The Independent recently described Brexit’s potential impact on the farming sector. By withdrawing the Common Agricultural Policy subsidies and the looming threat of restrictions on cheap, exploited Bulgarian and Romanian crop-pickers, there ought to be a drive for efficiency and innovation. One picker describes starting work at 5am until late afternoon earning £500-a week for six weeks of six-day work. Meanwhile, The Economist reported that “Brexit will force a change in farming that could change the face of rural Britain” and after reading about the paltry wages, we might add, “for the better”. Of course, it might simply increase the price of strawberries and seasonal vegetables. It might be that farming industry will refuse to play ball and British grapes will literally wither on the vine post-Brexit. But it should present an opportunity that can and should be seized. Cheap labour contents itself with a lack of innovation – why invest in machines when you have thousands of expendable workers willing to slave for a pittance? This is something that we ought not to condone.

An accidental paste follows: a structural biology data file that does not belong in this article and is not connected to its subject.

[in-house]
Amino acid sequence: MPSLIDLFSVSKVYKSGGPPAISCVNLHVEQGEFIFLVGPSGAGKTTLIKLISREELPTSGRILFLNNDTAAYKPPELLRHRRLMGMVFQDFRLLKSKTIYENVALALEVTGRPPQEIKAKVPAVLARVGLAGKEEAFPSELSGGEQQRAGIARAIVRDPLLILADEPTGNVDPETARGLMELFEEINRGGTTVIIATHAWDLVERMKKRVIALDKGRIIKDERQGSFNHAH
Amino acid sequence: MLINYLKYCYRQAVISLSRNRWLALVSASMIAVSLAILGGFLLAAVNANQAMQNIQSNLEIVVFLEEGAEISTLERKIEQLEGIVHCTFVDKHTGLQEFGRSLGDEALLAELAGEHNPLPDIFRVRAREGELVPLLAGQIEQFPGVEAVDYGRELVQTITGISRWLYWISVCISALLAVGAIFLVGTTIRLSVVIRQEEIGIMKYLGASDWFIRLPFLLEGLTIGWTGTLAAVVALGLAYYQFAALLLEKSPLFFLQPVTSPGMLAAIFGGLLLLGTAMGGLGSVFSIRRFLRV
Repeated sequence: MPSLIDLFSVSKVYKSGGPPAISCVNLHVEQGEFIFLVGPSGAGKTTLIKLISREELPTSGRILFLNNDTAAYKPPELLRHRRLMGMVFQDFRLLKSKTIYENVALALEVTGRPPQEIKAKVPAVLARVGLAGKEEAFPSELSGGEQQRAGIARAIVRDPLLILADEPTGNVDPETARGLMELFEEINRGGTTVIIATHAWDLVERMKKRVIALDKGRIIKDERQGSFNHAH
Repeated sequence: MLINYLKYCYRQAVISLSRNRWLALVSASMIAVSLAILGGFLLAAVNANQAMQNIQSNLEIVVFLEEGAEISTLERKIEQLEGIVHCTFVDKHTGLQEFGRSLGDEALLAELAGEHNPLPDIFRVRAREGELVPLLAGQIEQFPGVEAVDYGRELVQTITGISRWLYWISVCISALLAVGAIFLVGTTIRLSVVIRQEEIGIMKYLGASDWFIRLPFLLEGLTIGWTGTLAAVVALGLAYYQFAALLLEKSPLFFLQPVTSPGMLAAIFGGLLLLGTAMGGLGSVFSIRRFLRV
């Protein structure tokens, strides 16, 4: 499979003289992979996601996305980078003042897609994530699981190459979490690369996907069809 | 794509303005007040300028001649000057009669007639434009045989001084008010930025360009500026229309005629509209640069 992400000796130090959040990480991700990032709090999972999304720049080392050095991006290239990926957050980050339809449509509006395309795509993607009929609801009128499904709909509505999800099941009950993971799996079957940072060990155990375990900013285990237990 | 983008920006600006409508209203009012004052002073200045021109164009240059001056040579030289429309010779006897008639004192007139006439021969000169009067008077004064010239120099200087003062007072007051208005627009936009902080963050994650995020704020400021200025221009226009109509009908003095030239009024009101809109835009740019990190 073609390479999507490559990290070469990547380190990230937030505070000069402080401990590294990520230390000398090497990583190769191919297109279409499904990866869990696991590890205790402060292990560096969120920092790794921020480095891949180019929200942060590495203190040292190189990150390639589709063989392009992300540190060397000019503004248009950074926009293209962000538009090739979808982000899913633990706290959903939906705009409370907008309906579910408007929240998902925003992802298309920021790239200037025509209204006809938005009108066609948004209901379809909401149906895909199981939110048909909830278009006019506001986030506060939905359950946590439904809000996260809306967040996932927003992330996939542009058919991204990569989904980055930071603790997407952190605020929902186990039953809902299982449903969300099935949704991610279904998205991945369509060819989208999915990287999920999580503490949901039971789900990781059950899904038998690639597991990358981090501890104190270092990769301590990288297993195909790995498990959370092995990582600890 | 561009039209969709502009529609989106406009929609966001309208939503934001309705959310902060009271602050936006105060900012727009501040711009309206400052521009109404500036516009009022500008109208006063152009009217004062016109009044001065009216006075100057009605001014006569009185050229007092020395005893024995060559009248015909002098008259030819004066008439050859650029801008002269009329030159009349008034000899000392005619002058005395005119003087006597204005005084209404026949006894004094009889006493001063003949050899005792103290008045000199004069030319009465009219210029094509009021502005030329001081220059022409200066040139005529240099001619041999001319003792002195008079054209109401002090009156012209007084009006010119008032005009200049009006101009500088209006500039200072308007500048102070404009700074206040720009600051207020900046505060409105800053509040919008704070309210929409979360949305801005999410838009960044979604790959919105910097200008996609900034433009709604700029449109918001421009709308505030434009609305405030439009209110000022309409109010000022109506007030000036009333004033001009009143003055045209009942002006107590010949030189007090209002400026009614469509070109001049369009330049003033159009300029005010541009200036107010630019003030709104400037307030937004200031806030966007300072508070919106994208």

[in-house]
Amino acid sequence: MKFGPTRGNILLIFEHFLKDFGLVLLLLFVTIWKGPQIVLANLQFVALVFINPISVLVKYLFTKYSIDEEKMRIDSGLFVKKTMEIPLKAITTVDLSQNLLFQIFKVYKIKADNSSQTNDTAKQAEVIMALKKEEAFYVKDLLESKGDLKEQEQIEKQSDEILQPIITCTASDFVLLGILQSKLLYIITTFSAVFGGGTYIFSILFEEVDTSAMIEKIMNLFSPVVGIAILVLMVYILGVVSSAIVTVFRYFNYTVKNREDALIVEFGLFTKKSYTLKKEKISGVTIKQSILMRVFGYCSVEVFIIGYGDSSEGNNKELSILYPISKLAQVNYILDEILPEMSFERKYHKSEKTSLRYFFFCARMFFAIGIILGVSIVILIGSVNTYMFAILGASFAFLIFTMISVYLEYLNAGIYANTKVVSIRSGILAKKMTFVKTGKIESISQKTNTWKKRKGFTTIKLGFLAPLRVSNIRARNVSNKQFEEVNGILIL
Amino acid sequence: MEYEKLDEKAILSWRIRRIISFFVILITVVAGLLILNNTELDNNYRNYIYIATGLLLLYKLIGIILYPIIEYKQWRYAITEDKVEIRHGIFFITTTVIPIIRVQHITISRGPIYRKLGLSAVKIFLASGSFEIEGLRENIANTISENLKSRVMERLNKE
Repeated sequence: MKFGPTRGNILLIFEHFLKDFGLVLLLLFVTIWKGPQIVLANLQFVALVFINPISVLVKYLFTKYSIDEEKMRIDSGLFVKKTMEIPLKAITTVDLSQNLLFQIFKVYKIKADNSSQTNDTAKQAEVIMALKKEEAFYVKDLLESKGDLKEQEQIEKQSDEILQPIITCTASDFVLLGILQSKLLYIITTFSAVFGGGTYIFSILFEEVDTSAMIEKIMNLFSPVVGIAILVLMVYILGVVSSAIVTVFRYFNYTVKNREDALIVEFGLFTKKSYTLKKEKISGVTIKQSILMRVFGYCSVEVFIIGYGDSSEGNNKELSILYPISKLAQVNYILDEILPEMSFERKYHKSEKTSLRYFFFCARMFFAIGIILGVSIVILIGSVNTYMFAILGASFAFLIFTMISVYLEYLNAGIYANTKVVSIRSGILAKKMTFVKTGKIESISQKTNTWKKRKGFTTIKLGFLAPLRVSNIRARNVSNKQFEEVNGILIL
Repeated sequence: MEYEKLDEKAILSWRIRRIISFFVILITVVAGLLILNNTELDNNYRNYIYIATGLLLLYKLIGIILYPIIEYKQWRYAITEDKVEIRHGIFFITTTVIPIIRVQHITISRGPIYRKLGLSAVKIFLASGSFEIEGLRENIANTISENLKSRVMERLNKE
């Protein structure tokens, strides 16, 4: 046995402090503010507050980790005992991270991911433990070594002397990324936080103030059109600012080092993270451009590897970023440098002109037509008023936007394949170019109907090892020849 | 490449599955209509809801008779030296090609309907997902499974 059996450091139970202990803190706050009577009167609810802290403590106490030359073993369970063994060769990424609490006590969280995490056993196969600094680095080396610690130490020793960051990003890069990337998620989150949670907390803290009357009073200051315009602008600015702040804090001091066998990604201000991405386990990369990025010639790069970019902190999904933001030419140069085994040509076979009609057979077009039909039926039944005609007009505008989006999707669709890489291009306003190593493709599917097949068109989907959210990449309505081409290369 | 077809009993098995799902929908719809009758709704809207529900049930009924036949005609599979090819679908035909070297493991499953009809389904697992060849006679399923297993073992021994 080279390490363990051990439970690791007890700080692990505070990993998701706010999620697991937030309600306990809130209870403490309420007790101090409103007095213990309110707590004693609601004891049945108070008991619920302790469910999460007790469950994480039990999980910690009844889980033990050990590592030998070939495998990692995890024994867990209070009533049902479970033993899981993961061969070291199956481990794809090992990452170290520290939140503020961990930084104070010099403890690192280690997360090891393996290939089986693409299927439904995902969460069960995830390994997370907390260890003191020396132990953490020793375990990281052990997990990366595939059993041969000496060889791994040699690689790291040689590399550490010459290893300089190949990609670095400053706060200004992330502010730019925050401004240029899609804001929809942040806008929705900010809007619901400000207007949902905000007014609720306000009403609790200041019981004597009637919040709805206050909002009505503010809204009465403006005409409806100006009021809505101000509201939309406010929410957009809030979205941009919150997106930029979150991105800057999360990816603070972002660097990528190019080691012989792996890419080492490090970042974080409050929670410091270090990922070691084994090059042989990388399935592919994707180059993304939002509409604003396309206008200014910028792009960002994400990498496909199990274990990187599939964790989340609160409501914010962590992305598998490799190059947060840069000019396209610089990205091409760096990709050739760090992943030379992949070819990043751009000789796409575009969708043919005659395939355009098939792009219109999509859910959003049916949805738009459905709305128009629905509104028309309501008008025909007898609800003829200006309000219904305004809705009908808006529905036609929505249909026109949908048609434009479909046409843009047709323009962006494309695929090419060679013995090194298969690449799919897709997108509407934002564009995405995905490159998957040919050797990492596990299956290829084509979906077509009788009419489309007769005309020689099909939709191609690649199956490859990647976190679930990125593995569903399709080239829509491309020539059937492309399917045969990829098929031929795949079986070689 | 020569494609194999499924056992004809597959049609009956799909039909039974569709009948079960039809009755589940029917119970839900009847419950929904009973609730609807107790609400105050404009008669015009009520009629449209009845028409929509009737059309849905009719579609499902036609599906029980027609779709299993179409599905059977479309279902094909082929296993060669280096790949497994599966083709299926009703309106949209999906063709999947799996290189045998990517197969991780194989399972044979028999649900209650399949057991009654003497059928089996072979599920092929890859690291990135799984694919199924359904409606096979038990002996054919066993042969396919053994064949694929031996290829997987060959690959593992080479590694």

Drawing the analogy back to the construction industry, the same opportunity prevails. Just as machines may pick crops, so machines may spray paint houses. Factories might make mass housing. Machines might 3D-print homes.
Of course, maybe construction costs will rise. Indeed, maybe construction workers’ wages will rise (surely no bad thing). But maybe, all those prefabrication and modern methods of construction innovators – who for years have not been able to get a foothold in the market because of the closed shop of the labour-intensive, old-fashioned construction industry – will suddenly find that they are being listened to. Suddenly “creativity” – the lifeblood of architecture – may be allowed to flourish. This could be the basis of a rational construction industry.
Obviously, none of this will happen if we perceive Brexit as a danger. But it is equally true that Brexiteers need to see this as a challenge. It is not a done deal. Innovation requires conscious planning for results to mean anything. Simply shaking up industry doesn’t mean that industry will respond positively or progressively. It requires political will. As the Egan Report said exactly 20 years ago: “We are issuing a challenge to the construction industry to commit itself to change”. Let’s seize the day.
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If you ask any cabbie who’s running the EU they are bound to mention Angela Merkel – at least for now. But if you asked anyone in the Foreign Office, it’s likely they would go through unheard of names like Antonio Tajani or Mário Centeno before they’d get to the German Chancellor. Even then, squeamish officials are likely to mention her as part of the wider group of EU leaders, without singling her out.